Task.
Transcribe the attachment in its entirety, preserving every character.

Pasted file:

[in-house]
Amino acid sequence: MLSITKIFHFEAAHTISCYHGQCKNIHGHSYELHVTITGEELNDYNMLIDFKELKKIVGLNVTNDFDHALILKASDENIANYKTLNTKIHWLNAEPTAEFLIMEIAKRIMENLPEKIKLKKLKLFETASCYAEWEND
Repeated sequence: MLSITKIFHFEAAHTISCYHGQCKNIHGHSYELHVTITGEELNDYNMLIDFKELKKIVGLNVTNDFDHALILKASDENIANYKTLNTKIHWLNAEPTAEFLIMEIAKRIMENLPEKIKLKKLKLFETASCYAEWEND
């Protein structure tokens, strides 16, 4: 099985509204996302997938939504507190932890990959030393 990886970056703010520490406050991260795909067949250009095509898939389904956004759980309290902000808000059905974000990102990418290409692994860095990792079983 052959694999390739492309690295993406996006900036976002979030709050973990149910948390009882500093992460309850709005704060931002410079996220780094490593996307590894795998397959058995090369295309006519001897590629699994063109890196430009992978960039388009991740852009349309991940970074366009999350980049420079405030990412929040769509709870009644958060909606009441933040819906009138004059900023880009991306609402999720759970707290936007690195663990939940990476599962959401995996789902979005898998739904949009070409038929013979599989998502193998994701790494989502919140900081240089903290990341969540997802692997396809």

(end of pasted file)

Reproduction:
[in-house]
Amino acid sequence: MLSITKIFHFEAAHTISCYHGQCKNIHGHSYELHVTITGEELNDYNMLIDFKELKKIVGLNVTNDFDHALILKASDENIANYKTLNTKIHWLNAEPTAEFLIMEIAKRIMENLPEKIKLKKLKLFETASCYAEWEND
Repeated sequence: MLSITKIFHFEAAHTISCYHGQCKNIHGHSYELHVTITGEELNDYNMLIDFKELKKIVGLNVTNDFDHALILKASDENIANYKTLNTKIHWLNAEPTAEFLIMEIAKRIMENLPEKIKLKKLKLFETASCYAEWEND
């Protein structure tokens, strides 16, 4: 099985509204996302997938939504507190932890990959030393 990886970056703010520490406050991260795909067949250009095509898939389904956004759980309290902000808000059905974000990102990418290409692994860095990792079983 052959694999390739492309690295993406996006900036976002979030709050973990149910948390009882500093992460309850709005704060931002410079996220780094490593996307590894795998397959058995090369295309006519001897590629699994063109890196430009992978960039388009991740852009349309991940970074366009999350980049420079405030990412929040769509709870009644958060909606009441933040819906009138004059900023880009991306609402999720759970707290936007690195663990939940990476599962959401995996789902979005898998739904949009070409038929013979599989998502193998994701790494989502919140900081240089903290990341969540997802692997396809």